Now, sure sounds scary and Halloween's around the country. But perhaps not surprisingly, the truth-o-meter rated it a "pants on fire," a rating they explained in great detail.
First off - why two conservatives and one liberal...AGAIN?
And why did Avlon find it necessary to share exclusively negative reports about conservative pundits with a positive one about a liberal commentator?
Surely CNN could have found a conservative statement about ObamaCare PolitiFact rated positively such as the organization declaring Sarah Palin's remark about Obama having said the individual mandate wasn't a tax to be "True."
Avlon could also have shared PolitiFact finding Newt Gingrich claiming ObamaCare has never had majority support from the public was "Mostly True."
But NOOOO. The conservative pundits had to be "Pants on Fire" and "Mostly False."
And since this is supposed to be a program examining the media, maybe Avlon could have informed viewers that PolitiFact has its own bias problem. NewsBusters reported in May:
The Center for Media and Public Affairs at George Mason University has a new study noticing that the "fact-checking" site Politifact.com over the first four months of Obama's second term found Republicans were cited as dishonest three times as often as Democrats.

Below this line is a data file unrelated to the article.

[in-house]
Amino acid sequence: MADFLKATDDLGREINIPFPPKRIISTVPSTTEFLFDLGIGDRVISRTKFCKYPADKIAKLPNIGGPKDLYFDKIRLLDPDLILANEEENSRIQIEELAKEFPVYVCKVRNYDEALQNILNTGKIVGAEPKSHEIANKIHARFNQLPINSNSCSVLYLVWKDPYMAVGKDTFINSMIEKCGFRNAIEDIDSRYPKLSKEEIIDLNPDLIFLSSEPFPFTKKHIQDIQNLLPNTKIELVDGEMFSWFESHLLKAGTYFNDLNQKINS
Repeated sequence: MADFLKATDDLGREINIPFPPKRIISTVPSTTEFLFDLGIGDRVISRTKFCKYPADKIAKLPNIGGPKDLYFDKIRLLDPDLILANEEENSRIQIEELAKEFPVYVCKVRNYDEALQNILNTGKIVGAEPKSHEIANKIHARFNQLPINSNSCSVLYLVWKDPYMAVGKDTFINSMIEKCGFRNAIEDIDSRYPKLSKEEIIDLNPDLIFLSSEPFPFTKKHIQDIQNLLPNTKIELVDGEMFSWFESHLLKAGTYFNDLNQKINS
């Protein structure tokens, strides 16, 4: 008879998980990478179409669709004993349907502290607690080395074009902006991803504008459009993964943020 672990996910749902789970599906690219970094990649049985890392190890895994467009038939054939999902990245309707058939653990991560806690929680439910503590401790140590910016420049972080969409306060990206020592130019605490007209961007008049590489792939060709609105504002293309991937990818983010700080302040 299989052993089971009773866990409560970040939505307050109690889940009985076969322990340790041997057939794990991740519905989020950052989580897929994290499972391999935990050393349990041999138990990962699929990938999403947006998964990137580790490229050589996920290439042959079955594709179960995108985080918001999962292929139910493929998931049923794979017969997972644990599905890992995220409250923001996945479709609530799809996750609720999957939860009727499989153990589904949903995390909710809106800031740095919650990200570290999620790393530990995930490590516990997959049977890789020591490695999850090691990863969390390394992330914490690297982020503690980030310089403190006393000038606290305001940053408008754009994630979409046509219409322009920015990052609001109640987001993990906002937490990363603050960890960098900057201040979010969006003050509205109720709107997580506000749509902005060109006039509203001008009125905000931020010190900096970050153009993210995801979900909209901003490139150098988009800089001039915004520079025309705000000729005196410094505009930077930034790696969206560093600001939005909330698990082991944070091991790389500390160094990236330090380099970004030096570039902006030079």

Even in the first three weeks in May, while the Obama scandals piled up -- from Benghazi to the IRS to the DOJ phone-records scandals -- Republicans are still being flagged as worse than Democrats, with 60 percent of the website's selective claims rated as false so far this month (May 1 – May 22), compared to 29 percent of their Democratic statements – a 2 to 1 margin. [...]
No one should assume that a fact-checking organization can only be assumed to be fair if it tries to employ a 50-50 partisan quota on who's mangling the facts. However, "independent" fact-checking groups run by "mainstream" media companies can easily be questioned about a liberal tilt.
It's this easy: when the "Pants on Fire" page presently displays 18 lies by Republicans or conservatives, and two by liberals or Democrats, perhaps there's some bias leaking in.
Something also to consider is the appearance that PolitiFact over-fact-checks conservatives versus liberals.
Page one of PF's Health Care fact-checks currently has thirteen conservatives and only five liberals. Nice balance, huh?
But it gets worse because of the conservatives fact-checked on page one, NOT ONE was found to be Mostly True or True. By contrast, the statements by all five liberals fact-checked were found to be Mostly True.
Do the folks at CNN and PolitiFact actually believe that not one liberal politician or pundit has recently made a comment about healthcare that was either Half True, Mostly False, or Pants on Fire?
With that in mind, try not to spit something all over your computer when you read Avlon's concluding remarks on Sunday's program:
AVLON: Now it's no accident that trust in media is on the decline at precisely the same time that partisan media has gained outsized influence. The independence and integrity of the news business has been compromised and we need to push back to earn that trust back, always keeping in mind some durable wisdom offered by Senator Daniel Patrick Moynihan, "Everyone is entitled to their own opinion but not their own facts."
Hey physician: heal thysef!